A special thanks to the following for their support and assistance: Red Lodge Fire Department, Montana Hot Springs Spa, Dawn Patrol from FM 99 the Mountain, KTVQ 2, Sylvan Peak Mountain Shop, Rocky Fork Graphics, diver Richard Millard, B104, K Bear 98.1, Cat Country, Fichtner Chevrolet, Three Rivers Wireless, MP&E Rental, Shipton's Big R, Perkins of Billings, Pierce Mobile Homes, Red Lodge Chamber of Commerce, Carbon County News, Billings Gazette, Beartooth Wagon Rides, Tire-Rama/Cooper Tires, Artist David McGee, Paige Ochenrider, Donna Oftedahl, Lazy E L Ranch, AT&T Broadband, Episcopal Church of Red Lodge, ShopKo Stores and Tidyman's/County Market Stores.

Stacy James Yellowstone Area director Billings

State’s mining companies should clean up own mess

Re: cleaning up old mine sites, whatever they were, precious metals or plain old gravel. The DEQ requires far too little for the bonding of these businesses. It seems no matter the bond amount, the companies don’t want to let loose of a penny. Example: The CR Kendall Mine. They took millions out of the ground, destroyed downstream water and now don’t think they should be responsible for a complete clean up. They say they can do it for less than DEQ. What are their standards of cleanup?

Even around Billings you can see where the gravel pits have been. Companies come in and rape the ground and, in many cases, leave behind an unusable piece of property. A big hole in the side of a hill or a pond of water for children to drown in. The ponds they call a wetland area. Well, we have plenty of wetland in this country – the Yellowstone River. Mining companies can change the flow of groundwater, create cones of depression thus dewatering neighboring wells and take a beautiful piece of ground and leave behind ugliness.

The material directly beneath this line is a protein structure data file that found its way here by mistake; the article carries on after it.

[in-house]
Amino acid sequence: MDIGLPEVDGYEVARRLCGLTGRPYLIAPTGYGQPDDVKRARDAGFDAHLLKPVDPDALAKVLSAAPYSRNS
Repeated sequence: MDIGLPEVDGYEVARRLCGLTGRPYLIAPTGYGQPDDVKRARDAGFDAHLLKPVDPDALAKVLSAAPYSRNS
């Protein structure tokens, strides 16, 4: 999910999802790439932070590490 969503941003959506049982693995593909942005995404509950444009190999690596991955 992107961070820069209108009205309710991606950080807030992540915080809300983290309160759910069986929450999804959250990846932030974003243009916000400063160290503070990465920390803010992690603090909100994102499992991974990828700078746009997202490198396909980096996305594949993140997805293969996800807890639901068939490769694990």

I wonder how many cases there are like Kendall – where the taxpayers end up paying to clean up these messes the mining company says they can’t afford to clean up? What were the profits they took out of the ground?

In the next 10 years, I can see that happening in several areas in Yellowstone County – the Lockwood area to be exact.

Take a drive around the county and see the ugliness and sometimes the pollution left behind for you and me to enjoy.

Sandy Weiss Billings

Science shouldn’t be hostage to superstitions

With all due respect to the wit, humor and intelligence of John Potter's Saturday morning column, his Oct. 28 piece on the Kennewick Man begs for a response.